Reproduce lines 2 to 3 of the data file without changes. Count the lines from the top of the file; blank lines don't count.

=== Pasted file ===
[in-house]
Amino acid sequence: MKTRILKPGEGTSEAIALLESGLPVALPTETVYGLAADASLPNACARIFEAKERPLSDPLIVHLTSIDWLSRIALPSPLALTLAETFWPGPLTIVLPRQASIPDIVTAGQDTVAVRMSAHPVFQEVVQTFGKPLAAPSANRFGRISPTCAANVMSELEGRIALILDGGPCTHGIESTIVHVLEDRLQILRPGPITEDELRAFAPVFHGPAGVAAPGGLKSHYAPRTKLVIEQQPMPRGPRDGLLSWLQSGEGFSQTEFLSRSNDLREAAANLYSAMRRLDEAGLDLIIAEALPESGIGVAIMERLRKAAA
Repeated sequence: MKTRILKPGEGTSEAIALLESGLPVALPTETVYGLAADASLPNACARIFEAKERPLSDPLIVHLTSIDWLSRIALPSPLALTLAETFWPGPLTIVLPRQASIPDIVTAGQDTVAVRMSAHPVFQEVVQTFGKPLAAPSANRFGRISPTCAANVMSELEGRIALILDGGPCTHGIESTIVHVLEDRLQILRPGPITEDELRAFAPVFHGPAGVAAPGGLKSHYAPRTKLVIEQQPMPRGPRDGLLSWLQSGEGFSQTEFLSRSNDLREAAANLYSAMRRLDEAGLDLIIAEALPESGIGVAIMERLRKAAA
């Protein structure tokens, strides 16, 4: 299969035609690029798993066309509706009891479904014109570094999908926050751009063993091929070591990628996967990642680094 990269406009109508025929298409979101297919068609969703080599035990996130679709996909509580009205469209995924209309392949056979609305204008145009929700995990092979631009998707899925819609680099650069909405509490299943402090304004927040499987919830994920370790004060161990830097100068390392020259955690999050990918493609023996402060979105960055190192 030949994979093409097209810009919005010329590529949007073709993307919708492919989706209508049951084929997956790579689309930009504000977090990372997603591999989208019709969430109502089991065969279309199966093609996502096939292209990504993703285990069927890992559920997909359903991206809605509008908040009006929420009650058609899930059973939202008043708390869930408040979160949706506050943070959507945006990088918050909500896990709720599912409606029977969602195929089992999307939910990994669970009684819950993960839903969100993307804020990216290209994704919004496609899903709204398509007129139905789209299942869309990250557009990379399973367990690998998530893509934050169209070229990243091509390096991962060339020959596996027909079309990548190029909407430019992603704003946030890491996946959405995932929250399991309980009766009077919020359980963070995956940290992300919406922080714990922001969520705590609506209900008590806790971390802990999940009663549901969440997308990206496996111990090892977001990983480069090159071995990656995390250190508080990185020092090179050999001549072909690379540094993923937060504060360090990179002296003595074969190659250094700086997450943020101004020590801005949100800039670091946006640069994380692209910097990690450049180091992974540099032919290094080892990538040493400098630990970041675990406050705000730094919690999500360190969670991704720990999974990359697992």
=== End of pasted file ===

Amino acid sequence: MKTRILKPGEGTSEAIALLESGLPVALPTETVYGLAADASLPNACARIFEAKERPLSDPLIVHLTSIDWLSRIALPSPLALTLAETFWPGPLTIVLPRQASIPDIVTAGQDTVAVRMSAHPVFQEVVQTFGKPLAAPSANRFGRISPTCAANVMSELEGRIALILDGGPCTHGIESTIVHVLEDRLQILRPGPITEDELRAFAPVFHGPAGVAAPGGLKSHYAPRTKLVIEQQPMPRGPRDGLLSWLQSGEGFSQTEFLSRSNDLREAAANLYSAMRRLDEAGLDLIIAEALPESGIGVAIMERLRKAAA
Repeated sequence: MKTRILKPGEGTSEAIALLESGLPVALPTETVYGLAADASLPNACARIFEAKERPLSDPLIVHLTSIDWLSRIALPSPLALTLAETFWPGPLTIVLPRQASIPDIVTAGQDTVAVRMSAHPVFQEVVQTFGKPLAAPSANRFGRISPTCAANVMSELEGRIALILDGGPCTHGIESTIVHVLEDRLQILRPGPITEDELRAFAPVFHGPAGVAAPGGLKSHYAPRTKLVIEQQPMPRGPRDGLLSWLQSGEGFSQTEFLSRSNDLREAAANLYSAMRRLDEAGLDLIIAEALPESGIGVAIMERLRKAAA